(GAZA) — In Israel, right-wing settlers question the delivery of aid to Gazans, while Israeli peace activists advocate for the passage of aid trucks.

A Palestinian truck driver is back on the road delivering flour, sugar and salt to Gaza after being attacked by right-wing Israeli settlers last month.

Tamer Muhtaseb and his partners were attempting to deliver much-needed goods at the Tarqumiya checkpoint between the West Bank and Israel, when he was assaulted, according to Muhtaseb, by Israeli settlers who he says sabotaged his truck by throwing bags of flour onto the road.

“They forced us to get out of the car, they started to throw the aids, if I got close to the car, they would hit me,” Muhtaseb said. “If you say any word they beat you; they handcuffed me.”

The Israel Defense Forces has told ABC News that they condemn attacks on truck drivers.

Before aid reaches Gaza, it changes hands multiple times. Muhtaseb and the other Palestinian drivers line up their vehicles at the last checkpoint in the West Bank before transferring their goods onto Israeli trucks for transportation through Israel.

The trucks are supposed to reach one of the five gate crossings from Israel to Gaza, but even then they face more protests.

ABC News got a chance to speak with a woman settler at the Tarqumiya checkpoint who said she is trying to block the aid from going to the hands of Hamas.

“The people who receive this food, they raped and murdered our children, and we should not give them food,” the unidentified woman said. “This money today finances Hamas in Gaza.”

She also said, “It’s not hate, and the settlers don’t hate them. Rather, it’s the opposite. The settlers want to live in peace.”

Many Israelis believe that some of the aid Gazans receive is stolen by Hamas, something aid groups deny.

Since the start of the war, the issue of aid has been deeply divisive and highly politicized. Aid groups say that Israel could be doing far more to ensure that desperately needed aid is reaching Gaza. Israeli peace activist Alon Lee Green is advocating for the passage of aid.

“We’ve been witness to so many escalating attacks here,” Green said. “We’ve seen those right-wing attacking the trucks. They even set trucks on fire. Sent two Palestinian drivers to the hospital. It’s a fight over the soul of our own society.”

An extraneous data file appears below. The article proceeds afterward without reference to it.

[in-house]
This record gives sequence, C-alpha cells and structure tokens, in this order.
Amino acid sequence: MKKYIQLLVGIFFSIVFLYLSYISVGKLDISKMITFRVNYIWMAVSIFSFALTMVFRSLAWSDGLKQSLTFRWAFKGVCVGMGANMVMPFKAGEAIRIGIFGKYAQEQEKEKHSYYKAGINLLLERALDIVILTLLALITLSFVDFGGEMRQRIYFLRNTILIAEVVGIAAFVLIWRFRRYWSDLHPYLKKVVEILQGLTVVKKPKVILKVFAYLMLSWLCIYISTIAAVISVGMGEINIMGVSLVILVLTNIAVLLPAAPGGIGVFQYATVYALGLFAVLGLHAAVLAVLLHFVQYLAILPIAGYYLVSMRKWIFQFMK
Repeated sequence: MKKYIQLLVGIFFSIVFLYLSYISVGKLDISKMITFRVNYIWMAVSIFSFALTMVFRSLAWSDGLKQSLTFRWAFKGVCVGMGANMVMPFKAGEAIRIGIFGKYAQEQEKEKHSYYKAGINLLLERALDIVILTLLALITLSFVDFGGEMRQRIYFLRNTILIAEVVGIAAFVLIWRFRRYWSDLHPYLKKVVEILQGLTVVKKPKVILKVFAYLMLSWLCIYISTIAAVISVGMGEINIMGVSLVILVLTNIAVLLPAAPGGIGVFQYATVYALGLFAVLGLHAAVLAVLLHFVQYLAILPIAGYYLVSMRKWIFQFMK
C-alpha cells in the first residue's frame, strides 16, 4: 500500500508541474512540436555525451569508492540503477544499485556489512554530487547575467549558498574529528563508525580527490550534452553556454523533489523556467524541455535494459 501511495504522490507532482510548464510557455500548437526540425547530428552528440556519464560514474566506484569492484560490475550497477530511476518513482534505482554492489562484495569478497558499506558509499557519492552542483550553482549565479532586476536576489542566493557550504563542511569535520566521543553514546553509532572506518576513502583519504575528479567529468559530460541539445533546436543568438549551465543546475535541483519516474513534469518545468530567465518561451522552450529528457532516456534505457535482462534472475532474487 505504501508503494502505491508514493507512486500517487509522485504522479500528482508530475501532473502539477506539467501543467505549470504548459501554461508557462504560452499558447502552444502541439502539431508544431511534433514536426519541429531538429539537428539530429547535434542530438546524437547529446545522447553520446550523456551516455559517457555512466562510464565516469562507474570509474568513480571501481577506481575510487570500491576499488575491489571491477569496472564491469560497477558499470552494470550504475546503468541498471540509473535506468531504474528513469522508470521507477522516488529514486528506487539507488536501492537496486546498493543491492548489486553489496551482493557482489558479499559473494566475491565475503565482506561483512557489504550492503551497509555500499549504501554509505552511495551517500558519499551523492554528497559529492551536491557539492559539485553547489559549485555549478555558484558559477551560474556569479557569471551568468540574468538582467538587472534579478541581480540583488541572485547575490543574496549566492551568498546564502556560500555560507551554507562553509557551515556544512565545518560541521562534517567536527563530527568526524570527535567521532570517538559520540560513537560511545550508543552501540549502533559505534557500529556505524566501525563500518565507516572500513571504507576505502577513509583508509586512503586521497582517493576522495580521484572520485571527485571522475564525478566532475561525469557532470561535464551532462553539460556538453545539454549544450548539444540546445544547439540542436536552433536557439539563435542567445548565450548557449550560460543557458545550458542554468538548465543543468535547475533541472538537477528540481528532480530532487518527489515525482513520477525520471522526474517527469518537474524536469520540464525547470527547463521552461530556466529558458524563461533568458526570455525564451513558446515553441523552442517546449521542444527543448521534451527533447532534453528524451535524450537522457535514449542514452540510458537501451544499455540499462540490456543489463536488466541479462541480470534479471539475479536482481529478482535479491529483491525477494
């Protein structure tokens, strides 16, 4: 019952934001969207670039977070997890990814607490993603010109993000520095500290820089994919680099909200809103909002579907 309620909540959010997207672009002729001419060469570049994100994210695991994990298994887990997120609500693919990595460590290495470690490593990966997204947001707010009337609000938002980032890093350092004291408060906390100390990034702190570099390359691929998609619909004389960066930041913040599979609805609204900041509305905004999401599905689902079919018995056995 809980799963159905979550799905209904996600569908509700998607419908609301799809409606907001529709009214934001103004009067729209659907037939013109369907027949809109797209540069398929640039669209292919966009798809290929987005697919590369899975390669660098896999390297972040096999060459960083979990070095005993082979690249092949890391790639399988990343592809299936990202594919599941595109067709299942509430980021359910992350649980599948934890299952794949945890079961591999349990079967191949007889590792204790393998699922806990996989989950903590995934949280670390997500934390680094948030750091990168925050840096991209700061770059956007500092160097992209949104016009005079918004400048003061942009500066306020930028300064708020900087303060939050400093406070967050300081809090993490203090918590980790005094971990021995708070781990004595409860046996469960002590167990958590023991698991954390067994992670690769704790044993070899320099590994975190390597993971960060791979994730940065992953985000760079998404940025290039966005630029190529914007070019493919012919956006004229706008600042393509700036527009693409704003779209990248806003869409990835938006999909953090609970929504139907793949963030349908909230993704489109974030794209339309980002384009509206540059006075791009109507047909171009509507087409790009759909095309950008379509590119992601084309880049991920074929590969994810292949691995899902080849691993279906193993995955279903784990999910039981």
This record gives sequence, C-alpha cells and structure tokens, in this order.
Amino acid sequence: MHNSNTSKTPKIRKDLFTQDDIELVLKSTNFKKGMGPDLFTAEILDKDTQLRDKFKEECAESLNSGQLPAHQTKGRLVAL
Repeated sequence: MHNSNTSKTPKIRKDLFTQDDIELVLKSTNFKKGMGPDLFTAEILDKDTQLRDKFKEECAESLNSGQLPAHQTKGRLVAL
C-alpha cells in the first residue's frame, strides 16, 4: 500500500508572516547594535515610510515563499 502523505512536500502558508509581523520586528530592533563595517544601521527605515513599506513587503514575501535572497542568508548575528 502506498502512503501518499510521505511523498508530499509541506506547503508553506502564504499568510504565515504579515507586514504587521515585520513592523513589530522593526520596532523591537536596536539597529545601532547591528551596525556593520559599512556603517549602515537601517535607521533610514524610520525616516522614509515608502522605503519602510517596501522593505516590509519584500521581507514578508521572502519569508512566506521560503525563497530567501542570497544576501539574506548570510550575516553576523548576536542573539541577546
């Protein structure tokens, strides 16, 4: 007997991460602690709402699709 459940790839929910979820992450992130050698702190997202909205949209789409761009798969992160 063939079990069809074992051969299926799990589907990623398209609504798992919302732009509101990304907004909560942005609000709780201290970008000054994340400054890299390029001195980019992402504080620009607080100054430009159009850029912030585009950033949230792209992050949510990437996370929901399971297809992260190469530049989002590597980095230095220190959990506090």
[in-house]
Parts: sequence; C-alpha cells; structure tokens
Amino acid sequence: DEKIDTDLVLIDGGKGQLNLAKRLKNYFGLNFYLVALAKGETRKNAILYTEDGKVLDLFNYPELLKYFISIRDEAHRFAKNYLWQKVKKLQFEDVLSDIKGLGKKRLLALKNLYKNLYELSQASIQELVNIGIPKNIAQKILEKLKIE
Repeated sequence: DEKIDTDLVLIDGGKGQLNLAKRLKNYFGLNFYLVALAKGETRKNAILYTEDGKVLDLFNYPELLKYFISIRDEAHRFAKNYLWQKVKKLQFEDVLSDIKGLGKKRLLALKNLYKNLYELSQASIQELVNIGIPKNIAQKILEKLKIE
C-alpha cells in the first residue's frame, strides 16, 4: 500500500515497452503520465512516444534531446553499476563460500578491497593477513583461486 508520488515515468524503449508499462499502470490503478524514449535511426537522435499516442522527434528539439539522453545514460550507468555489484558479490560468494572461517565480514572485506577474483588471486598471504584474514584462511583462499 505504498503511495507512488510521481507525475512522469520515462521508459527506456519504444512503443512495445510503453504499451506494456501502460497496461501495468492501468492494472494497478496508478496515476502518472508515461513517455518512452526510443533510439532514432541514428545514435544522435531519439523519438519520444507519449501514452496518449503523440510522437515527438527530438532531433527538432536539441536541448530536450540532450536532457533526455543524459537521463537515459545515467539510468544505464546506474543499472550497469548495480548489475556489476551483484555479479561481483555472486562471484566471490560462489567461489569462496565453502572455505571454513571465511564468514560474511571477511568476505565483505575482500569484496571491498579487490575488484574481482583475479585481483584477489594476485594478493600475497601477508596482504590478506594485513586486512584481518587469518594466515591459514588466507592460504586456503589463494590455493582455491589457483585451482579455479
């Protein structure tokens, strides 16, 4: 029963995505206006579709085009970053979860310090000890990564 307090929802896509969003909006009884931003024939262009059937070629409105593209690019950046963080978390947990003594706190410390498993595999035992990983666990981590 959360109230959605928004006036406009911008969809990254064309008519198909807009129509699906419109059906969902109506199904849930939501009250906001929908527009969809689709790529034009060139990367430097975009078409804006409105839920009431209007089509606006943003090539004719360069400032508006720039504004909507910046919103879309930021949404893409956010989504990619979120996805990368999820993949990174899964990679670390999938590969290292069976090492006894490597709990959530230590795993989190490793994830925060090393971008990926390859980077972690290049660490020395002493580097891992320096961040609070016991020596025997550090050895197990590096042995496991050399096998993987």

UN agencies are sounding the alarm over high starvation levels, especially in the northern part of the strip.

The UN World Food Program has paused its distribution of humanitarian aid from an American-built pier off Gaza due to safety concerns following one of the deadliest days of the war. It’s the latest setback for the $300 million pier, which had only just returned to operation after being damaged by rough seas.

However, Israel insists that enough aid is being authorized for delivery and that aid groups are the ones creating logistical challenges that result in a bottleneck.

“I’ve been working in Palestine for five years,” Andrea de Domenico, head of the UN Humanitarian Office, said. “And I’ve gone through three wars in Gaza and constant problems and situations in the West Bank. And I learned that everything is politicized in this place. I’m pretty much convinced that there is an intent to set us up for failure.”

Some aid groups argue that land routes are the most efficient way to deliver aid. Although settler disruptions may not significantly impact aid delivery to Gaza, peace activists like Green patrol the area to ensure that aid faces one less hurdle on its journey to the people of Gaza.

Green was asked if it feels like they are screaming into a void.

“In the first weeks and months of the war, because we felt very isolated and very alone and attacked from every direction,” Green said. “But more and more forces are joining us in the call for a ceasefire, in the call for humanizing all the people that live here.”

“People that have been killed in Gaza are not bringing us more safety,” Green said. “And seeing people starving in Gaza is just something that will create more violence that not only Palestinians will pay the price of, but also Israelis will be hurt. I mean, we are bound to somehow live on this land together.”

U.S. Secretary of State Antony Blinken stated that mediators will keep working to finalize a ceasefire deal after Hamas proposed changes to a U.S.-backed plan. Some proposed changes were considered “workable,” while others were not.

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